We first evaluated the reproducibility of normalized coverage profiles for each technology. To this end, we estimated the correlation of per-interval normalized coverages across all samples for each technology. As seen from Fig. 3b, coverage bias in both WES and WGS has a systematic component. Among different WES platforms, SureSelect had the lowest reproducibility of coverage across CDS regions, and the two Illumina technologies had significant cross-correlation, suggesting that our estimates reflect specific features of capture process and bait design (Fig. 3b). Notably, WGS has shown higher correlation of normalized coverages (i.e., a more reproducible coverage bias) when compared to WES. To further validate this assumption, we selected 10 representative samples for each technology and evaluated the fraction of intervals with low (<0.1) normalized coverage in at least one sample (“union”) that also have low coverage in all 10 samples (“intersection”). As expected, such intersection-to-union ratio was highest for WGS and lowest for SureSelect (Supplementary Fig. S3).

We then turned to dissect specific covariates that affect CDS coverage in exome and genome sequencing. We first analyzed the variation in sequencing depth across regions with different GC-content, as GC-content has been referred as a major source of coverage bias in WES9,13. We calculated normalized coverage at ~180,000 ClinVar variant sites divided into 10 deciles dependent on GC-content of 100 bp variant vicinity, and found that both Nextera Rapid and TruSeq Exome capture kits performed worse than the others in GC-rich regions and better in the AT-rich ones (Fig. 3c). Among all four WES technologies, MedExome and SureSelect showed the best results with almost no dependence of read depth at variant site on the GC-content of the surrounding region. We also discovered a slight decrease in mean sequencing depth in GC-rich regions for WGS libraries. As WES platforms are assumed to perform worse in regions with extremely high or low GC-content, we also compared the distribution of normalized coverage for intervals with lowest (0–20%, 26 kbp) and highest (80–100%, 63 kbp) GC-content values. Our analysis showed that, in contrast to the results obtained using ClinVar variants, WES platforms perform worse than WGS in regions with extreme GC content (especially GC-rich regions, Wilcoxon test p-value < 0.001) (Supplementary Fig. S4). However, total length of regions with such extreme GC-content values is much smaller compared to the limits given by our coverage model (Fig. 3a). Given these results, we conclude that, despite high differences in coverage of GC-rich regions between WES and WGS, GC-bias is not a dominant factor of poor coverage for best WES platforms as well as WGS.

We then investigated another plausible source of coverage bias, namely, mappability limitations in short-read sequencing technologies. CDS regions are often considered unique and non-repetitive; though several examples of large repeated CDS elements have been noted21. Only recently the problem has received more focused attention19. Curiously, we noticed that for some genes there is a substantial decrease in read depth after exclusion of reads with low mapping quality (MQ). We conservatively defined multimapping fraction (MF) as the proportion of sequencing coverage that results from reads with MQ = 0. We then calculated MF for each exome base-pair and for individual CDS regions, and analyzed the amount of bases or intervals with high MF (for interval-level analyses, we focused on intervals with MF > 0.4, as this threshold generated 452 kb of sequences of interest, nearly matching the numbers observed in coverage model analysis (Fig. 3a)). On average, exome kits had more bases with higher MF (and, in particular, MF = 1, i.e. all coverage resulting from reads with zero mapping quality) than WGS (Supplementary Fig. S5, Fig. 3d). Strikingly, we found virtually no dependence of the amount of bases covered by multimapping reads on read length (Supplementary Fig. S6); and the difference between different WES platforms and WGS appears to be explained mostly by insert length of the sequenced fragment (Supplementary Fig. S7). In agreement with this hypothesis, Roche MedExome (WES platform with the largest insert) showed the smallest amount of bases covered by ambiguously mapped reads at all cutoffs (Supplementary Fig. S5). Overall, ~500 kbp of CDS sequences have MF = 1 even in WGS samples, suggesting that coverage limits for WGS arise mostly from mappability issues.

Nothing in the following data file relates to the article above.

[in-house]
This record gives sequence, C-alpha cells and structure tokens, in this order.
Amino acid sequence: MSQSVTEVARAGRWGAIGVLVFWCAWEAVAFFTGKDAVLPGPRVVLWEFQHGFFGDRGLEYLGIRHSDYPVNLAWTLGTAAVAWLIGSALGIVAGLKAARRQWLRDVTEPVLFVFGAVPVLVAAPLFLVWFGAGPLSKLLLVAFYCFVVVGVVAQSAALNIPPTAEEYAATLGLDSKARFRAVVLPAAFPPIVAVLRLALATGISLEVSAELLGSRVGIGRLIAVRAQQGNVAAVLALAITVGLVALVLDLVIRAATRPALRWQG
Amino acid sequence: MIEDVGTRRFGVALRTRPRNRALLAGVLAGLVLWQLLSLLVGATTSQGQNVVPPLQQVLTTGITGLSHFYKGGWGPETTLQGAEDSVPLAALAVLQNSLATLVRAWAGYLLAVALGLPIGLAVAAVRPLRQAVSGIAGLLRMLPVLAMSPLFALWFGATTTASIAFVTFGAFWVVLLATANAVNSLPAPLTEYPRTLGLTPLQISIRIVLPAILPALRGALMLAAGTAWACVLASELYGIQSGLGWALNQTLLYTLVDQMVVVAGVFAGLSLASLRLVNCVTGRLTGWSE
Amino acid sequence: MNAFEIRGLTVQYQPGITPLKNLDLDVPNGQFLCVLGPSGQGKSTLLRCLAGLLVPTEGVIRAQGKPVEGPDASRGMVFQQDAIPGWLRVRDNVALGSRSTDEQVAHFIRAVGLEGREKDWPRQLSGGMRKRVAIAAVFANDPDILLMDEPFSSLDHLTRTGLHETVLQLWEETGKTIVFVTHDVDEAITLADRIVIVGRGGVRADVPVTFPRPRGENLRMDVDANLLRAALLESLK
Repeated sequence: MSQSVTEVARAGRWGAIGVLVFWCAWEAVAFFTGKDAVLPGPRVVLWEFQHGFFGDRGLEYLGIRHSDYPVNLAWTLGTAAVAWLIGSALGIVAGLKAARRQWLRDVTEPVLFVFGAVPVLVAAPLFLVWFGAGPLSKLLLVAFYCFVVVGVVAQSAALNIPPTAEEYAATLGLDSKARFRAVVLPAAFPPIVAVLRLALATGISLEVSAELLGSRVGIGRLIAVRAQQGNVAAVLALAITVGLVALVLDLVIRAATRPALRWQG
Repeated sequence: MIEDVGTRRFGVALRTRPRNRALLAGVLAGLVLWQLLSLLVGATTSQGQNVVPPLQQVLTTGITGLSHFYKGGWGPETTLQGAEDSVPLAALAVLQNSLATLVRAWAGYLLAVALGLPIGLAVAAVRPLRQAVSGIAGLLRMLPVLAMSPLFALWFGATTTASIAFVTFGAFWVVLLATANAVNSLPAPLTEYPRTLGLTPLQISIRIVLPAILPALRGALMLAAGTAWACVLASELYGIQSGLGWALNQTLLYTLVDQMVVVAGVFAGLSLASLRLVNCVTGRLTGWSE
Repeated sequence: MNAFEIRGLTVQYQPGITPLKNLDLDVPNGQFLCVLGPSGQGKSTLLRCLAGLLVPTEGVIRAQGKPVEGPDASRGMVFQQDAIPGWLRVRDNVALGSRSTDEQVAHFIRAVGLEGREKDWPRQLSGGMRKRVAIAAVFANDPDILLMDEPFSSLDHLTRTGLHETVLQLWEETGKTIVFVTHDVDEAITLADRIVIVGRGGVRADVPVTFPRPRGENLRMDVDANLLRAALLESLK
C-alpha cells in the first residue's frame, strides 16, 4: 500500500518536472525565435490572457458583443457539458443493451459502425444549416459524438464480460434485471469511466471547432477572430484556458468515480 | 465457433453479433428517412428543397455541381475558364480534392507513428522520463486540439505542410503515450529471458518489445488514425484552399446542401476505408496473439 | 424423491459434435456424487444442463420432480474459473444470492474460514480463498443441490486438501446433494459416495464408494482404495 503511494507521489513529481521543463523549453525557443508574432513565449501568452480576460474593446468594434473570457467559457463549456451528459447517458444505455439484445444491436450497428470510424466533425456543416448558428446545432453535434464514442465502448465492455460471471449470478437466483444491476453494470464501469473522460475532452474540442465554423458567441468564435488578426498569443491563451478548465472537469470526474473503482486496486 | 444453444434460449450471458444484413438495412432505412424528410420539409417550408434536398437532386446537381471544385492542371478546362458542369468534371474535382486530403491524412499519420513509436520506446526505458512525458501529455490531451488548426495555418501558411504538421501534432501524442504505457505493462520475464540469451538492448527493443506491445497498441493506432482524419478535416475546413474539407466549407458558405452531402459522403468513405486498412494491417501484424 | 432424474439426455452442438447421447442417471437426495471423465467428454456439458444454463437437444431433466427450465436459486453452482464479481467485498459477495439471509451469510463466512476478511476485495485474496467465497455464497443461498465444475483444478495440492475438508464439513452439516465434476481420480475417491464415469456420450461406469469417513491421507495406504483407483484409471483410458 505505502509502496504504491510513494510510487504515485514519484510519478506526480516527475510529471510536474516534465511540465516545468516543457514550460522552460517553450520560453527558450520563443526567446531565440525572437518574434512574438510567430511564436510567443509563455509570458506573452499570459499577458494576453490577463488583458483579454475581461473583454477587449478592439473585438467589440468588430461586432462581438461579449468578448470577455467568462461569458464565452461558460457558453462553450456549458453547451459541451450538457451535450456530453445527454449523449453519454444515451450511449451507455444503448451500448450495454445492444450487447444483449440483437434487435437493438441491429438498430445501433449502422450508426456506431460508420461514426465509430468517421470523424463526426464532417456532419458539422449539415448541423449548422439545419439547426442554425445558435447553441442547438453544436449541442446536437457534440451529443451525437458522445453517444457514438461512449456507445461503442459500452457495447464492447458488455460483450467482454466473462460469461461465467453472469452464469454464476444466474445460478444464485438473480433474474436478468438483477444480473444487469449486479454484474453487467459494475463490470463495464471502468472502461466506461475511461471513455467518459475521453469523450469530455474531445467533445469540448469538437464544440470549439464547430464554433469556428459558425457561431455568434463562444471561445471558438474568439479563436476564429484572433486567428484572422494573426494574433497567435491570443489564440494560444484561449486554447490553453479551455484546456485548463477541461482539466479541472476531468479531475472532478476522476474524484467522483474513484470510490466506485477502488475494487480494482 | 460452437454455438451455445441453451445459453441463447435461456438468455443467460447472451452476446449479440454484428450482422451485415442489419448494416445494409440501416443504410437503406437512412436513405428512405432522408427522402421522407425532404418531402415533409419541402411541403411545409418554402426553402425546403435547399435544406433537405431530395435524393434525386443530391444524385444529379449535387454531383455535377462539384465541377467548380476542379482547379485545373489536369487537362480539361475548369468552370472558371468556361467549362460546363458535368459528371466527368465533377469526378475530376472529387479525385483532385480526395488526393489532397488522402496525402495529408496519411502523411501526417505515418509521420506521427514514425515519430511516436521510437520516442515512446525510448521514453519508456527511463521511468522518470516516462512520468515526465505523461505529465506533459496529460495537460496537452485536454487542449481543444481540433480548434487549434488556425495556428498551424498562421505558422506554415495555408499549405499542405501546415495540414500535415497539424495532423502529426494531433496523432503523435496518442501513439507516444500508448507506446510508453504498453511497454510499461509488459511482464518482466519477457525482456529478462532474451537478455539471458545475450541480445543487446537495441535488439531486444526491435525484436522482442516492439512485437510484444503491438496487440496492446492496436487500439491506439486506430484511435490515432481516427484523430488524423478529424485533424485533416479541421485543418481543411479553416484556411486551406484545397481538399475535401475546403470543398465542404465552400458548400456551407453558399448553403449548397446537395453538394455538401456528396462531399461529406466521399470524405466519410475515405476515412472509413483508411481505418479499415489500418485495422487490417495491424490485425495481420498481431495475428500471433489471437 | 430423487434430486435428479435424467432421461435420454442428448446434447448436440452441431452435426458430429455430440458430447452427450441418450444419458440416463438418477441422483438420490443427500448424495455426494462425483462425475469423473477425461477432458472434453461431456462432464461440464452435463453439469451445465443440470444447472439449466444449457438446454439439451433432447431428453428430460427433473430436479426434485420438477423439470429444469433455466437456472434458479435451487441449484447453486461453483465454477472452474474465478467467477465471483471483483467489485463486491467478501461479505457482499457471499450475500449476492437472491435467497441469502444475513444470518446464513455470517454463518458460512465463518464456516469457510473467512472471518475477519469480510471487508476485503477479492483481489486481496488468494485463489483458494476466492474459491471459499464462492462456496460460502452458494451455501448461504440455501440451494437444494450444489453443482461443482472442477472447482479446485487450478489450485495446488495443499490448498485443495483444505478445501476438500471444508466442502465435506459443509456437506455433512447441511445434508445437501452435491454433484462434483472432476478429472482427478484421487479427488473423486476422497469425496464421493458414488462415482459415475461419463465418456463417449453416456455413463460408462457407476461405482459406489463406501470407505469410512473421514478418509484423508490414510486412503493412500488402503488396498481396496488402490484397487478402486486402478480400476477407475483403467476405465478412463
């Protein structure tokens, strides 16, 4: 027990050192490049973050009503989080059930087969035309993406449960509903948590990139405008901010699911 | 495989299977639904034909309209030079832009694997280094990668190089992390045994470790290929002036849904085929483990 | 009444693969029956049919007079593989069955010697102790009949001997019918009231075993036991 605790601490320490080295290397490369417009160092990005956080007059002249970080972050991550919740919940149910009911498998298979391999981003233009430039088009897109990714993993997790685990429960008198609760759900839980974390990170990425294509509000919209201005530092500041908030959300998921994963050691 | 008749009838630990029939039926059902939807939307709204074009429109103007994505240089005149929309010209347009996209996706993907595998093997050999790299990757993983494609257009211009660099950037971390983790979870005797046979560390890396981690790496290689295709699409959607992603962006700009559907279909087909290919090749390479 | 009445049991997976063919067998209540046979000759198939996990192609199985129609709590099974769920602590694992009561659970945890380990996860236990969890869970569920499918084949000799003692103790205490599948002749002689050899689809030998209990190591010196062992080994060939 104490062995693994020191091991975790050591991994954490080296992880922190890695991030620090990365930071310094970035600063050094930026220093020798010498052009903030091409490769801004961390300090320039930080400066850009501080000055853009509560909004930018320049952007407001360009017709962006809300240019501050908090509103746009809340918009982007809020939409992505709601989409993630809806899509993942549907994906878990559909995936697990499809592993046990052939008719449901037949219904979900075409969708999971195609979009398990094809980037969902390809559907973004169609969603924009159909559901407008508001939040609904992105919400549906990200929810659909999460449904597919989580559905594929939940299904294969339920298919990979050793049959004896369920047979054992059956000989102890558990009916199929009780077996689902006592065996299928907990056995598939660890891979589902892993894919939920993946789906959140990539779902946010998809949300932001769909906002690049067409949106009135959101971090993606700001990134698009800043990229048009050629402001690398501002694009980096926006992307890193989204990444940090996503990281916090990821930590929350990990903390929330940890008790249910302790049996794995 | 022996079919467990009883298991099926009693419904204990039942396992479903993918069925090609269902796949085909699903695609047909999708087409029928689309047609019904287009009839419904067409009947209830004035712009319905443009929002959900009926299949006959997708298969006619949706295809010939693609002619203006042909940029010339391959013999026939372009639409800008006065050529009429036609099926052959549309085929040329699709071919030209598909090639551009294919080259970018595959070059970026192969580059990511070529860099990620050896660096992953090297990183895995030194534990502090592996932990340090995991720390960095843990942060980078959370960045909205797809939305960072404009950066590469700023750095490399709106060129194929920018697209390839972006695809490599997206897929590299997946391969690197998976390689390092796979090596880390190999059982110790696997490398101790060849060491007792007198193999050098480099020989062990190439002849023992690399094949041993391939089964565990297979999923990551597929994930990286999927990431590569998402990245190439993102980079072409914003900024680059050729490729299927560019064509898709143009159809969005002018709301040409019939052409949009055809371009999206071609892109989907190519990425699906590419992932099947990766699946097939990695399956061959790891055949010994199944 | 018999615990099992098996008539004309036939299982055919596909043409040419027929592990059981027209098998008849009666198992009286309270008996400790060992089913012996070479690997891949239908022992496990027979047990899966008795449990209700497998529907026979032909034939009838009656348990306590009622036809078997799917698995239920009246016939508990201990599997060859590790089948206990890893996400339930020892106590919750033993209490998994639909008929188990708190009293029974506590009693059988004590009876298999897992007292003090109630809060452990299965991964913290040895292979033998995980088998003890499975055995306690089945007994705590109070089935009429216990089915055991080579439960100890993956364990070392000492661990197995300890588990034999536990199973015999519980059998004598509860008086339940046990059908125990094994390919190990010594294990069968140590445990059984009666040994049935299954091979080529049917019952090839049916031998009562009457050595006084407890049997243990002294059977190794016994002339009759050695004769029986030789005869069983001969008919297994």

Finally, we questioned whether a substantial proportion of CDS regions with low normalized coverage in WES samples is simply not targeted by the capture probes. We first evaluated the intersection of target regions of each WES kit and CDS intervals (Supplementary Table S2). The results show that all platforms declare to cover most of CDS regions (with >90% CDS bases included in the bait intervals), with Illumina designs being the most comprehensive (99.1% of CDS bases). Interestingly, despite the high total length of declared SureSelect bait intervals (60.5 Mb vs. ~45 Mb), it targets the smallest fraction of CDS bases compared to other technologies, as well as the lowest number of ClinVar pathogenic variants (Supplementary Table S2). All kits included in the study do not feature extended UTR coverage, including only ~20% of GENCODE v19 UTR regions.